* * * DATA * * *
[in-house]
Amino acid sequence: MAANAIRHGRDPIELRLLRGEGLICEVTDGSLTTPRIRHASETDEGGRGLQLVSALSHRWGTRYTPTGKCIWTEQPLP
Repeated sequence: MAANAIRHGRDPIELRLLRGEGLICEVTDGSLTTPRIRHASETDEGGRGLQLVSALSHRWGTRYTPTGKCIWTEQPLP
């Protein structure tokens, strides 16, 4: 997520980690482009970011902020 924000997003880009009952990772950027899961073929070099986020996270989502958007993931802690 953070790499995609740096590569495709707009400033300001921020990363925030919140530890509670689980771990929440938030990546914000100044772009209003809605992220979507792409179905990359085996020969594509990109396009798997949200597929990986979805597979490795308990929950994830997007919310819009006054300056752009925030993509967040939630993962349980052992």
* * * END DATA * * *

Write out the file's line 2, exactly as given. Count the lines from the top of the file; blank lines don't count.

Amino acid sequence: MAANAIRHGRDPIELRLLRGEGLICEVTDGSLTTPRIRHASETDEGGRGLQLVSALSHRWGTRYTPTGKCIWTEQPLP